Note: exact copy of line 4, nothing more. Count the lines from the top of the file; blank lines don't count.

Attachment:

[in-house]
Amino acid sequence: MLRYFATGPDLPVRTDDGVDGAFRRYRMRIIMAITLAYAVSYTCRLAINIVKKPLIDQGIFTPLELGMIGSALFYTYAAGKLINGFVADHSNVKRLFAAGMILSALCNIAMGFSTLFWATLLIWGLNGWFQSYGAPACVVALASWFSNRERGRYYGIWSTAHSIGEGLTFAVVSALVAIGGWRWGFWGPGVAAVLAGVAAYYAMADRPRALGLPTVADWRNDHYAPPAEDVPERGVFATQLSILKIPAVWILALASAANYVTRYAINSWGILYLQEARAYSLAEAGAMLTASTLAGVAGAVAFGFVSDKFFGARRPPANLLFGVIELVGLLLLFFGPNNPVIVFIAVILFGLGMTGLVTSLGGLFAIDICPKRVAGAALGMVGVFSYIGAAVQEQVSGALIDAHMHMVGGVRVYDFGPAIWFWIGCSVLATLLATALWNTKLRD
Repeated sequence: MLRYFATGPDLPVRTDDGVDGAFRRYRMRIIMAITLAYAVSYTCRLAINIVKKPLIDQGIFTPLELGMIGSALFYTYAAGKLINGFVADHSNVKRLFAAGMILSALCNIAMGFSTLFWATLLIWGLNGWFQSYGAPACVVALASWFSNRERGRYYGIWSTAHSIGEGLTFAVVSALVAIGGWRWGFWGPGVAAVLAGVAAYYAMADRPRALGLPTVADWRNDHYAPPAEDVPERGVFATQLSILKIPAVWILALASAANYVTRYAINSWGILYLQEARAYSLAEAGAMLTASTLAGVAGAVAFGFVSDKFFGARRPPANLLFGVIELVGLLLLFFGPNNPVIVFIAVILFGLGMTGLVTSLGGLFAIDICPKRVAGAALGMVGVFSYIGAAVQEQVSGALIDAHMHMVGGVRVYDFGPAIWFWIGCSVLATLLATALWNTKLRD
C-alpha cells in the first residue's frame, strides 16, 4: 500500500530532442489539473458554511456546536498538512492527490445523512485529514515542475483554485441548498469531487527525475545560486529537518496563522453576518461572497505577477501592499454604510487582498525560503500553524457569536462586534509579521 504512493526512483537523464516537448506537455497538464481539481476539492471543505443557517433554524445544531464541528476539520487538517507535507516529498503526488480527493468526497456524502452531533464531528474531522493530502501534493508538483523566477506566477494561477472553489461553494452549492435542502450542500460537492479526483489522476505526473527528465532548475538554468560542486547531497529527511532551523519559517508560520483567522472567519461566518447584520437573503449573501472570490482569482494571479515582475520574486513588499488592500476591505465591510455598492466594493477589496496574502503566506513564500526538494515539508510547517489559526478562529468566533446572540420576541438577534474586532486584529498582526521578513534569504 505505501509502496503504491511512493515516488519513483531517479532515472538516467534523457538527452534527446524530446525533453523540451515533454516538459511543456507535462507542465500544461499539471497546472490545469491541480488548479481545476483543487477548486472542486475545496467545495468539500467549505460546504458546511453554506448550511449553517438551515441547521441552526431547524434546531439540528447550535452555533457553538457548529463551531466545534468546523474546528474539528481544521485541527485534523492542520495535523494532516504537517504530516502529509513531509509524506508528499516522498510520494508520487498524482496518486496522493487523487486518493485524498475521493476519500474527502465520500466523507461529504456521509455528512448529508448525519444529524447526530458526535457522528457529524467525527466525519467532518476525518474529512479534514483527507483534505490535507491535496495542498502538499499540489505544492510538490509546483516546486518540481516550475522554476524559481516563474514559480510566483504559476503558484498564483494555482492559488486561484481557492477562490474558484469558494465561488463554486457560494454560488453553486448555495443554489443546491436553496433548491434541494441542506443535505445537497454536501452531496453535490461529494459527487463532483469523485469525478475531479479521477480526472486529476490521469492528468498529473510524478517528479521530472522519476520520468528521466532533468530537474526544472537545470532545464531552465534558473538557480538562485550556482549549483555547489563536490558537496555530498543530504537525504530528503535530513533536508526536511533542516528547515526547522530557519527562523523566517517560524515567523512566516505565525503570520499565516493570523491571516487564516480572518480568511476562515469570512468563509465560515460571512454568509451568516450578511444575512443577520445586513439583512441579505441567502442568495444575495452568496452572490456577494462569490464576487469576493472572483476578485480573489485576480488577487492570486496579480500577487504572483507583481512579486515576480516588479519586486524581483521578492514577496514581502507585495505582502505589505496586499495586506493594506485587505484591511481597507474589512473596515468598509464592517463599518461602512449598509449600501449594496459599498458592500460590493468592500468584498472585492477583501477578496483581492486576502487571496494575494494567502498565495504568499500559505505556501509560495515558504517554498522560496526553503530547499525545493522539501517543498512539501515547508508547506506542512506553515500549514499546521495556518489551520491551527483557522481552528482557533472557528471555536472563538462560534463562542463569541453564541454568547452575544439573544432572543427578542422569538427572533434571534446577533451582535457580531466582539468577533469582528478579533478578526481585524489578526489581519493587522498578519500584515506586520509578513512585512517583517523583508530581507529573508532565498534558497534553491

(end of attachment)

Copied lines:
C-alpha cells in the first residue's frame, strides 16, 4: 500500500530532442489539473458554511456546536498538512492527490445523512485529514515542475483554485441548498469531487527525475545560486529537518496563522453576518461572497505577477501592499454604510487582498525560503500553524457569536462586534509579521 504512493526512483537523464516537448506537455497538464481539481476539492471543505443557517433554524445544531464541528476539520487538517507535507516529498503526488480527493468526497456524502452531533464531528474531522493530502501534493508538483523566477506566477494561477472553489461553494452549492435542502450542500460537492479526483489522476505526473527528465532548475538554468560542486547531497529527511532551523519559517508560520483567522472567519461566518447584520437573503449573501472570490482569482494571479515582475520574486513588499488592500476591505465591510455598492466594493477589496496574502503566506513564500526538494515539508510547517489559526478562529468566533446572540420576541438577534474586532486584529498582526521578513534569504 505505501509502496503504491511512493515516488519513483531517479532515472538516467534523457538527452534527446524530446525533453523540451515533454516538459511543456507535462507542465500544461499539471497546472490545469491541480488548479481545476483543487477548486472542486475545496467545495468539500467549505460546504458546511453554506448550511449553517438551515441547521441552526431547524434546531439540528447550535452555533457553538457548529463551531466545534468546523474546528474539528481544521485541527485534523492542520495535523494532516504537517504530516502529509513531509509524506508528499516522498510520494508520487498524482496518486496522493487523487486518493485524498475521493476519500474527502465520500466523507461529504456521509455528512448529508448525519444529524447526530458526535457522528457529524467525527466525519467532518476525518474529512479534514483527507483534505490535507491535496495542498502538499499540489505544492510538490509546483516546486518540481516550475522554476524559481516563474514559480510566483504559476503558484498564483494555482492559488486561484481557492477562490474558484469558494465561488463554486457560494454560488453553486448555495443554489443546491436553496433548491434541494441542506443535505445537497454536501452531496453535490461529494459527487463532483469523485469525478475531479479521477480526472486529476490521469492528468498529473510524478517528479521530472522519476520520468528521466532533468530537474526544472537545470532545464531552465534558473538557480538562485550556482549549483555547489563536490558537496555530498543530504537525504530528503535530513533536508526536511533542516528547515526547522530557519527562523523566517517560524515567523512566516505565525503570520499565516493570523491571516487564516480572518480568511476562515469570512468563509465560515460571512454568509451568516450578511444575512443577520445586513439583512441579505441567502442568495444575495452568496452572490456577494462569490464576487469576493472572483476578485480573489485576480488577487492570486496579480500577487504572483507583481512579486515576480516588479519586486524581483521578492514577496514581502507585495505582502505589505496586499495586506493594506485587505484591511481597507474589512473596515468598509464592517463599518461602512449598509449600501449594496459599498458592500460590493468592500468584498472585492477583501477578496483581492486576502487571496494575494494567502498565495504568499500559505505556501509560495515558504517554498522560496526553503530547499525545493522539501517543498512539501515547508508547506506542512506553515500549514499546521495556518489551520491551527483557522481552528482557533472557528471555536472563538462560534463562542463569541453564541454568547452575544439573544432572543427578542422569538427572533434571534446577533451582535457580531466582539468577533469582528478579533478578526481585524489578526489581519493587522498578519500584515506586520509578513512585512517583517523583508530581507529573508532565498534558497534553491